|Tony Avelar/Associated Press|
|Jim Harbaugh has enjoyed amazing success in his first two seasons as head coach of the San Francisco 49ers.|
Coaches win or lose games at this time of year.
Just look at what happened last Saturday, when Denver Broncos coach John Fox helped hasten the end of his team's season with some questionable decision-making. Look at how Fox's now former offensive coordinator, Mike McCoy, contributed to that loss, as well. Consider how Pete Carroll's mistakes hurt the Seattle Seahawks.
We're approaching the best day of the year, a day that's even better than Super Bowl Sunday: Championship Sunday. The stakes will be even higher than they were last weekend, making everything -- including coaching -- even more important.
With that in mind, I've ranked the four coaches -- four of the best in the NFL -- who will take part in the AFC and NFC Championship Games:
1) Bill Belichick, New England Patriots
He's the best in the league, period. In fact, he's the best coach in pro sports in the past 25 years; he's better than Phil Jackson, Joe Torre, Scotty Bowman or anyone else you want to name. Belichick picks the players, molding and grooming them, and he's also great when it comes to X's and O's. Belichick is a chameleon who will play the 4-3 or the 3-4. The game plans are unpredictable. Practice is precise. His teams are ready to go and remarkably consistent.
2) Jim Harbaugh, San Francisco 49ers
Boy, it wasn't easy separating the Harbaugh brothers. But ultimately, I made this pick relying on both fact and feel.
Sure, I can give you Harbaugh's record as a pro coach (he's 24-7-1 in the regular season, with two playoff wins in two seasons). I can tell you about his success in college at Stanford and San Diego. I can remind you that he rescued the 49ers from the depths of confusion, chaos and despair after the Mike "I want winners" Singletary era (or error).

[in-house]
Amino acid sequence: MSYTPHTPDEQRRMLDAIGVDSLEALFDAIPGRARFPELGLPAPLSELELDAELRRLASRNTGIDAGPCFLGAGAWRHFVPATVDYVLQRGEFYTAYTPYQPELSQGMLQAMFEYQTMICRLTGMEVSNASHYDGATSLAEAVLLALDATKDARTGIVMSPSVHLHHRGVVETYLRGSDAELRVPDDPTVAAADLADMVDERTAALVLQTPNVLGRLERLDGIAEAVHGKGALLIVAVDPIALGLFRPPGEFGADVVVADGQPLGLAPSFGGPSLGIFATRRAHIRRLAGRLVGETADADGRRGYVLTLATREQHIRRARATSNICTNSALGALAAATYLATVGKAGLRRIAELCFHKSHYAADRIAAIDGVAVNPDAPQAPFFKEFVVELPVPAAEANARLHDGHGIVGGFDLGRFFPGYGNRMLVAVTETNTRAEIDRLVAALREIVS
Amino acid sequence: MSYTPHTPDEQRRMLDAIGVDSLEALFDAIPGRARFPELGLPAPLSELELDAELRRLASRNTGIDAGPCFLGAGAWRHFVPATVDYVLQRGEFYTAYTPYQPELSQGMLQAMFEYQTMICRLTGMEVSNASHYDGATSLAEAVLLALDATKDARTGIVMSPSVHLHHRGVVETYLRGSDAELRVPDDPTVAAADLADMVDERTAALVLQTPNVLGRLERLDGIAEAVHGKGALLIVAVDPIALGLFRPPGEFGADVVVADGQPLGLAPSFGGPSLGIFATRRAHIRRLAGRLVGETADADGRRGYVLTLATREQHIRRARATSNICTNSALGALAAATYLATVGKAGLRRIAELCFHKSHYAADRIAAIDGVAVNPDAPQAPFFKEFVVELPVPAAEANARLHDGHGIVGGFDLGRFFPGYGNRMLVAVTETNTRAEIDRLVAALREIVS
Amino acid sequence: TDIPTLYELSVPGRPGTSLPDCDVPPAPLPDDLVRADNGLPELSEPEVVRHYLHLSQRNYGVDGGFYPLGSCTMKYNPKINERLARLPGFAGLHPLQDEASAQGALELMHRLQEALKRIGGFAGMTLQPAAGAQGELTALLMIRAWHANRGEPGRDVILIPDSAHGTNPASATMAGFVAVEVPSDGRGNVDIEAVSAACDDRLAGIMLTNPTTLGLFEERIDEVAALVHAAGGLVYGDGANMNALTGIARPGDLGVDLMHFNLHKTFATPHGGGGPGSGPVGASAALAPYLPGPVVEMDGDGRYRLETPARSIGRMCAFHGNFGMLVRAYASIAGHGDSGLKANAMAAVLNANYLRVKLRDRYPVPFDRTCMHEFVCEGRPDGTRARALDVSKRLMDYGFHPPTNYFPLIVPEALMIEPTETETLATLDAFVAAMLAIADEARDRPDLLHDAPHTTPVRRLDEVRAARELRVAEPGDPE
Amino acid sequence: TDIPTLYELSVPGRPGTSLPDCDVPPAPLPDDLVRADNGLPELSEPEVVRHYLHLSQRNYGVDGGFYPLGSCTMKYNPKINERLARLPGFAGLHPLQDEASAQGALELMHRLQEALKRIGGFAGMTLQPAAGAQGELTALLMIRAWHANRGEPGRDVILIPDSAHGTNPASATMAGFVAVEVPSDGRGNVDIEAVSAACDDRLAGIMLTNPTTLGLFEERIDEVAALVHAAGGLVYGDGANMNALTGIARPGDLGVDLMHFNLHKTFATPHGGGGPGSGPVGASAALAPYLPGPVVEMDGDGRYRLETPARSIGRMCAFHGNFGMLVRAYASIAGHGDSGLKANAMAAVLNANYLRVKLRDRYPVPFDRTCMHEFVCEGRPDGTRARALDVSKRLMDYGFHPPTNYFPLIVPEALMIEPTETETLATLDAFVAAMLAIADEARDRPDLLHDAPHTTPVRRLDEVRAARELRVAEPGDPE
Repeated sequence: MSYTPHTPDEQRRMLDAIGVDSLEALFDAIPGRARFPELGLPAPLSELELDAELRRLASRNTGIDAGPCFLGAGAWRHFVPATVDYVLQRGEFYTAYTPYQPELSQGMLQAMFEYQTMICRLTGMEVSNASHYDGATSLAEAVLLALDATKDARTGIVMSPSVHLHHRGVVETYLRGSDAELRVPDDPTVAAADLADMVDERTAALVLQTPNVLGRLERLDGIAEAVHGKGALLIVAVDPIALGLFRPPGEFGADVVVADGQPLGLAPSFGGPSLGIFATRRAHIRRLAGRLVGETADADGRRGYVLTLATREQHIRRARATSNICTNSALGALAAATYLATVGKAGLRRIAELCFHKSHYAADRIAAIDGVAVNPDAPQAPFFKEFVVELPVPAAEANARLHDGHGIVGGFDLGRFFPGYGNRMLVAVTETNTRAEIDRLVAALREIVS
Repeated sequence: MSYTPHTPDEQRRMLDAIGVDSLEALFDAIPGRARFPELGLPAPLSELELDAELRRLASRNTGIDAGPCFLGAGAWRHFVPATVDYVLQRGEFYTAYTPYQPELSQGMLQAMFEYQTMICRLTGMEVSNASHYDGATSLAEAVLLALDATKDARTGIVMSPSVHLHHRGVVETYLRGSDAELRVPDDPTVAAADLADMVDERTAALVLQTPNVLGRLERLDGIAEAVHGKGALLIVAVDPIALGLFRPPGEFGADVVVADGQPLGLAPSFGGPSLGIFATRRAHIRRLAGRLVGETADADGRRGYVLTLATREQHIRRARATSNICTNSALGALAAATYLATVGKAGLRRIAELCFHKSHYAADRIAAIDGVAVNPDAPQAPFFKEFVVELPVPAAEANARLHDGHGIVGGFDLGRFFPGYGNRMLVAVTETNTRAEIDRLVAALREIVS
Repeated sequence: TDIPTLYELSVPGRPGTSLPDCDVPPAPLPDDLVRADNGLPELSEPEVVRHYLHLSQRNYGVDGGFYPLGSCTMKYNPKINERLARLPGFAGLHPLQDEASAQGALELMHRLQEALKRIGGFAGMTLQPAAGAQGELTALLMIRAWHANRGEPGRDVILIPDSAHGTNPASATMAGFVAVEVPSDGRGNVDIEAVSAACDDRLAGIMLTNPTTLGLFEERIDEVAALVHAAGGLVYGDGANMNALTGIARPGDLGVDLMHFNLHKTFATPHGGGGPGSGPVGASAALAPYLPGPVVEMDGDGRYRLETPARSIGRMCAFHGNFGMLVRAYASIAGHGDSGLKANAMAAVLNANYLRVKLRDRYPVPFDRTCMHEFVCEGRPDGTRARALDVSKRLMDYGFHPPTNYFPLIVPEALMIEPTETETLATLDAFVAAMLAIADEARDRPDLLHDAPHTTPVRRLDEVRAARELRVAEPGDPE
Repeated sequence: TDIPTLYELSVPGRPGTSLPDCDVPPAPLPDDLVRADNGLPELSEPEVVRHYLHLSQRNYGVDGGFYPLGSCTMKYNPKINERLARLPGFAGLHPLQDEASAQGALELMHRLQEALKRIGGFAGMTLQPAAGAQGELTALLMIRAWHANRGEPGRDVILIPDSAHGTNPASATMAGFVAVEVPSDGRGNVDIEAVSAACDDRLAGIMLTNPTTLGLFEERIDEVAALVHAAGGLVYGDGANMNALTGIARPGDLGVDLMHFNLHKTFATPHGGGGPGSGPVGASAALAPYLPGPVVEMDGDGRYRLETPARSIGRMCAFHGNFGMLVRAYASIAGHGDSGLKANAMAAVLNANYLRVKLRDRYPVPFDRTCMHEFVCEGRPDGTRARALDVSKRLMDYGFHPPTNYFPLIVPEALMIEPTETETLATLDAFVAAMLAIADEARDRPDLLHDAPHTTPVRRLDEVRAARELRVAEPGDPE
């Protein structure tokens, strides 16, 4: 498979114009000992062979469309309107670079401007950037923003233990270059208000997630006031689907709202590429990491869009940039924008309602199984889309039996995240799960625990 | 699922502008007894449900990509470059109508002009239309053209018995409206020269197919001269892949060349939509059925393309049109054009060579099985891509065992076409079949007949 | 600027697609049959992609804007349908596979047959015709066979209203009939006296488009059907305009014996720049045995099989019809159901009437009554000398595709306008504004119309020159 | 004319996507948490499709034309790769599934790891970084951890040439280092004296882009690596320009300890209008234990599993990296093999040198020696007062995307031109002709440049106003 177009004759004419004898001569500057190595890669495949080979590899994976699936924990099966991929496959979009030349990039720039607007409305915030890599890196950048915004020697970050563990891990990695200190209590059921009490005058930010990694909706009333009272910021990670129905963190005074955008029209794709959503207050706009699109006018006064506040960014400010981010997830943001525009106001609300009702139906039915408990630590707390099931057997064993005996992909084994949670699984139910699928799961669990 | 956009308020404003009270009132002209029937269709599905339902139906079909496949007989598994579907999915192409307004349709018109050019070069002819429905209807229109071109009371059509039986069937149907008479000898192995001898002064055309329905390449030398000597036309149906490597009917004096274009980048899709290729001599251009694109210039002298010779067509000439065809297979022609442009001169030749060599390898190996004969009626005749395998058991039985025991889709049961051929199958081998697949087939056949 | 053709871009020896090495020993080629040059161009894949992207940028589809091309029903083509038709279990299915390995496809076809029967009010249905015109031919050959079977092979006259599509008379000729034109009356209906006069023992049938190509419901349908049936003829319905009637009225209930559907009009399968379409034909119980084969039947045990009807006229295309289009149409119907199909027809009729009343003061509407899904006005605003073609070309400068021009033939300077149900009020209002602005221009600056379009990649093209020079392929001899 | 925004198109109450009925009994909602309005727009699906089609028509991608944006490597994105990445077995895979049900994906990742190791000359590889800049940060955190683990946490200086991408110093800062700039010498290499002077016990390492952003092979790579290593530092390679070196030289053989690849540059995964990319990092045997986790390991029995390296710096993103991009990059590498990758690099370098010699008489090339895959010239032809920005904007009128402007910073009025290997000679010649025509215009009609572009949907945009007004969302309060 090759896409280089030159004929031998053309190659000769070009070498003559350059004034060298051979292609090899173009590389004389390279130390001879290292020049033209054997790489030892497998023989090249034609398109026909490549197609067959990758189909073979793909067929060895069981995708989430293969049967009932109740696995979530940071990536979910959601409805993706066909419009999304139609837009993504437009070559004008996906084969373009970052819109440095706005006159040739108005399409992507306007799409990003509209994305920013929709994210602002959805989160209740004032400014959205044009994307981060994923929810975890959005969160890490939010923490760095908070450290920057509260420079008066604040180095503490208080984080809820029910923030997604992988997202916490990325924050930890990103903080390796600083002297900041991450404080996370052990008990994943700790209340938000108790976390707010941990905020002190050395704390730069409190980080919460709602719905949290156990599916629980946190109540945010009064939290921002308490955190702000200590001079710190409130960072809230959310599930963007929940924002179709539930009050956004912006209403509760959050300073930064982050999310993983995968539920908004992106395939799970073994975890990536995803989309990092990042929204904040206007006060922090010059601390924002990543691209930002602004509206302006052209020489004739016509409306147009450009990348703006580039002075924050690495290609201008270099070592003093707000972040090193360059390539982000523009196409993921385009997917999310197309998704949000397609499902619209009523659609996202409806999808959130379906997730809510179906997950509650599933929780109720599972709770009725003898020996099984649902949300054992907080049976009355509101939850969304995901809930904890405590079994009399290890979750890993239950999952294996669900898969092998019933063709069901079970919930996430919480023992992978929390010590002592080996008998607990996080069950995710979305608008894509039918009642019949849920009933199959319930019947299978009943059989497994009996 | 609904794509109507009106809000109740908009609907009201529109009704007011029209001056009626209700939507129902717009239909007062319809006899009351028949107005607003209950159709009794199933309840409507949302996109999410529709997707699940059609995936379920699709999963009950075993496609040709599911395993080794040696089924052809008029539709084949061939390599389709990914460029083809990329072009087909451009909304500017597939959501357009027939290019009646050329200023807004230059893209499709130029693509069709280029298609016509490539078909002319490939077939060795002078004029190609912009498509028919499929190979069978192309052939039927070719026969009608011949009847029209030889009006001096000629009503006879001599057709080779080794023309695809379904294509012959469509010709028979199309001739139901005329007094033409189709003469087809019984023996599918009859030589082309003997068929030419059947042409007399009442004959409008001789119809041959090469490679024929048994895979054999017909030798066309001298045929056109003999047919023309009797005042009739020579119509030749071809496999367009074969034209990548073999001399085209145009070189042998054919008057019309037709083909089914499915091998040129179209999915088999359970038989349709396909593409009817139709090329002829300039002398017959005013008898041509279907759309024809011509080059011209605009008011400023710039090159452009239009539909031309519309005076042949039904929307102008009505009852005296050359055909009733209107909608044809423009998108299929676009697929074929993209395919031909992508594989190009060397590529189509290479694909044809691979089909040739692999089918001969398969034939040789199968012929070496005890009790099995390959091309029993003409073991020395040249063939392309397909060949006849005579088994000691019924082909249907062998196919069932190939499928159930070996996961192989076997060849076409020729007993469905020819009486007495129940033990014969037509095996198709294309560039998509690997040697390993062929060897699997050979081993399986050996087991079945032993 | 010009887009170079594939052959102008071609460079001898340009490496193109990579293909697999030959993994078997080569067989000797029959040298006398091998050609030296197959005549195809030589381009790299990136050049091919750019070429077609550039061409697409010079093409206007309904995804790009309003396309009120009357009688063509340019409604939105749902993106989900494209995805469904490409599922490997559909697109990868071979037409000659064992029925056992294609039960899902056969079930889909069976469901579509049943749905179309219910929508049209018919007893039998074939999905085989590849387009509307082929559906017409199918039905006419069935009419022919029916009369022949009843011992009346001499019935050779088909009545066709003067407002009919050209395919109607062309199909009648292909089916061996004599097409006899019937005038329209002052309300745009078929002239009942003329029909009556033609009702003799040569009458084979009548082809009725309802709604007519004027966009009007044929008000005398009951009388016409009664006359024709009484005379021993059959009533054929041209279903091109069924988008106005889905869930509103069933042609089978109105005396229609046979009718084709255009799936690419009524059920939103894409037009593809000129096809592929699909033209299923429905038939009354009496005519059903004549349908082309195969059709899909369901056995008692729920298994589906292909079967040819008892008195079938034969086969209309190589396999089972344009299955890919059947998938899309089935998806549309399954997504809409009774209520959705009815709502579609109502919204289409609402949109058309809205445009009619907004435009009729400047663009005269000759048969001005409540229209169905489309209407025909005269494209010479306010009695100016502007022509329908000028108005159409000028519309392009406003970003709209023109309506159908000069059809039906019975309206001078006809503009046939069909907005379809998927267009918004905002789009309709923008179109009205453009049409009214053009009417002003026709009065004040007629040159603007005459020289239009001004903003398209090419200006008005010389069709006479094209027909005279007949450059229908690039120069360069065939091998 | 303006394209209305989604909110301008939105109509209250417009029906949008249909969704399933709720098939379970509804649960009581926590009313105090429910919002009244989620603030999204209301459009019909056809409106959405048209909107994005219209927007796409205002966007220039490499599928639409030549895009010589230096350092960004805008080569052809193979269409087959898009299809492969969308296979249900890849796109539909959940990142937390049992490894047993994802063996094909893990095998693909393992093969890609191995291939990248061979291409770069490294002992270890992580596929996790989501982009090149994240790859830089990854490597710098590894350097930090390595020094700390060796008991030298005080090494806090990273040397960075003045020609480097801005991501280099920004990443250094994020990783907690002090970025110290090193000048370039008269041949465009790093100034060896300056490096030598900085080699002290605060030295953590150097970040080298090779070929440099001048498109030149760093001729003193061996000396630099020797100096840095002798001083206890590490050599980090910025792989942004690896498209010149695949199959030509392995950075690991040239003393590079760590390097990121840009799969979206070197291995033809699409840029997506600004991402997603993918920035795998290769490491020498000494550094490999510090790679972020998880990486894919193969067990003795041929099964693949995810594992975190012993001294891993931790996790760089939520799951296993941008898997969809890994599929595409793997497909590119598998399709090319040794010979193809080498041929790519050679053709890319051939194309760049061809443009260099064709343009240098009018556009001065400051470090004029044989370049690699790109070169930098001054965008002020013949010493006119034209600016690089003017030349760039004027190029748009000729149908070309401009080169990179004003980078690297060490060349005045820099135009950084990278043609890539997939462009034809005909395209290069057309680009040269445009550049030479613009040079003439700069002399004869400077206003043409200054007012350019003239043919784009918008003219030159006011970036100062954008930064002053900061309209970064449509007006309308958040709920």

I can also tell you I want Harbaugh as my coach.
Harbaugh puts on a show for the media, and he puts all of the pressure on himself. He'll make the tough decision, like starting promising youngster Colin Kaepernick over proven veteran Alex Smith, and he has a knack for gaining credence in the locker room. Harbaugh is tough and savvy, and so are his players, who will run through the proverbial wall for him.
3) John Harbaugh, Baltimore Ravens
Harbaugh has a 54-26 regular-season record as the Ravens' head coach and a 7-4 mark in the playoffs. He's endured some tough losses in big games, but he's also secured some remarkable and gutsy wins, including Baltimore's victory over the Denver Broncos in the divisional round last Saturday.
Harbaugh's players love him. He puts out fires in the press. He is no nonsense.
Since taking over for Brian Billick, he's proven to be one of the better coaches in the NFL, helping to reshape the Ravens over the past five years while (for the most part) maintaining the great identity of Ray Lewis and the defense. That's not an easy balancing act.
4) Mike Smith, Atlanta Falcons
I joked to my editor that this piece would only prompt more calls and radio requests from the 404 area code in Atlanta, where several of my NFL.com offerings -- such as a column in which I explained why I didn't trust the Falcons as contenders, or another in which I declared that I had more faith in Russell Wilson than Matt Ryan -- have been rather popular this season.
Before you hop on your phone, please understand that I think Smith and general manager Thomas Dimitroff have done a brilliant job turning around the franchise. Remember where the Falcons were after Michael Vick went to jail and Bobby Petrino quit like a lying coward? Since he took over in 2008, Smith's record is 56-24 in the regular season.
Smith is 1-3 in the playoffs, suffering some brutal and devastating losses. He can be goofy with in-game decisions.
I like Smith, but compared to the other three coaches with teams playing on Sunday, I'd rank him fourth.
Follow Adam Schein on Twitter @AdamSchein.